(Episode 18) Unwarranted: The Fourth Amendment (Part 1 of 2)

We talk a lot on this podcast about how history, law, and society often swing in a pendulum from one extreme to the other. That's a good way to think about the transition from our discussion of the Third Amendment (where there's virtually no case law) to our discussions of the Fourth Amendment (which has an enormous amount of case law): we're headed to the opposite extreme.

In this most recent episode, we deal with the first part of the Fourth Amendment, which reads: "The right of the people to be secure in their persons, houses, papers, and effects, against unreasonable searches and seizures, shall not be violated . . ."

The Fourth Amendment limits the power of the government to seize and search people, their property, and their homes. While it's true that the Fourth Amendment is one of the places where SCOTUS says your right to privacy comes from, it's bigger than just privacy - it's the right of the people to be secure.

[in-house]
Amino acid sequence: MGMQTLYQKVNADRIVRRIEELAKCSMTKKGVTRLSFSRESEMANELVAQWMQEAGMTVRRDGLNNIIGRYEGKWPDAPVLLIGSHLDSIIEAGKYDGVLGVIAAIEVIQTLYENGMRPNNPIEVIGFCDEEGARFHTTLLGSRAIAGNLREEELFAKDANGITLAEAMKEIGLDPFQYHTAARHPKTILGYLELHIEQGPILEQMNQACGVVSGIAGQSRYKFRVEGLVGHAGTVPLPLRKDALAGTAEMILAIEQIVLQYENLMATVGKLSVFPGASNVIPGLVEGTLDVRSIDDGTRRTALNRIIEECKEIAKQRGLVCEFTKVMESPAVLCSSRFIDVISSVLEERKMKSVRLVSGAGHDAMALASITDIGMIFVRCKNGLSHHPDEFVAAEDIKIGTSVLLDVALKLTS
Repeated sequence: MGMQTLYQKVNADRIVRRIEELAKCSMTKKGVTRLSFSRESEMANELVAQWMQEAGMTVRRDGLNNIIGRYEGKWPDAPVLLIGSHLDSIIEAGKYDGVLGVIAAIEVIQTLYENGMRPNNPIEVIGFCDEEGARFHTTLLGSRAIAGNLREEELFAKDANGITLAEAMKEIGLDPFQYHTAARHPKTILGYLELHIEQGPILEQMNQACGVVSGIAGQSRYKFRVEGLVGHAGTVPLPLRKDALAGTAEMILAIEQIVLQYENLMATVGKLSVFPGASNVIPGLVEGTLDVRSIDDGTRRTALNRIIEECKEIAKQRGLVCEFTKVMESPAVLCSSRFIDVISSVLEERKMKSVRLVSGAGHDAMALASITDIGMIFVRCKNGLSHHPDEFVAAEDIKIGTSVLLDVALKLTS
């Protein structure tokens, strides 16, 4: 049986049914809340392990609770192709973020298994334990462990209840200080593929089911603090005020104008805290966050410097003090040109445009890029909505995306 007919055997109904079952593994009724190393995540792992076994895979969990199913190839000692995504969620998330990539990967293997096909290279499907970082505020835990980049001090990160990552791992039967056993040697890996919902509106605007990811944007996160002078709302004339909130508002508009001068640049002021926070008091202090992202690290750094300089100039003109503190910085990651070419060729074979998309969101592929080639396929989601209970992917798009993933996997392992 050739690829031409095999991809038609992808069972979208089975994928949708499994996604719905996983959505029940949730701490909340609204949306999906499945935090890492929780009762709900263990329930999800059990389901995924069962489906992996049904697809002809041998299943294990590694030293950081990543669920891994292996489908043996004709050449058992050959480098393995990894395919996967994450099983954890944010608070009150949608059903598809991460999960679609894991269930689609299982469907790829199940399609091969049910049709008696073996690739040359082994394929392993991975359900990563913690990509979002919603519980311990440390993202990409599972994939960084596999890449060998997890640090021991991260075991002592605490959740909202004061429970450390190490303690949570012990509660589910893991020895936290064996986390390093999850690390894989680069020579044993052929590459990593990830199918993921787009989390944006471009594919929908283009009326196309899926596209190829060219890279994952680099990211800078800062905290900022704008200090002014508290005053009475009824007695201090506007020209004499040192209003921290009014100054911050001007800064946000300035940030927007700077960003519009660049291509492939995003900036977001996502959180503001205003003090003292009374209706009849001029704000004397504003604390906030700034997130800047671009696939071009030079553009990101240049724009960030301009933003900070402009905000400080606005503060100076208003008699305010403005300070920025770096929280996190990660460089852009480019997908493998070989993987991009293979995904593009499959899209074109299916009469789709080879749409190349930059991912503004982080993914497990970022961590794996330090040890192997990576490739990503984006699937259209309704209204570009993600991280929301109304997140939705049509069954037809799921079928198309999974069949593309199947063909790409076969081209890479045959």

But what exactly are people secure from? When can police stop and frisk you? What constitutes a "search?" When exactly are you and your stuff "seized?" And what makes either of these things "unreasonable?" And how does that change given modern technology (which the Founders couldn't have imagined)? These are tough questions to which entire courses and careers are dedicated, but we'll do our best to cover some of the answers in this week's episode. Plus, we'll discuss the great philosopher, Jay-Z.

Some other sources we used:
-Terry v. Ohio oral argument transcript;
-More regarding "stop and frisk:" A Few Blocks, 4 Years, 52,000 Police Stops and Michael Bloomberg's 'stop-and-frisk' violates the Fourth Amendment;
-How the exclusionary rule and fruit of the poisonous tree operate;
-Some to-the-point examples from yet more case law.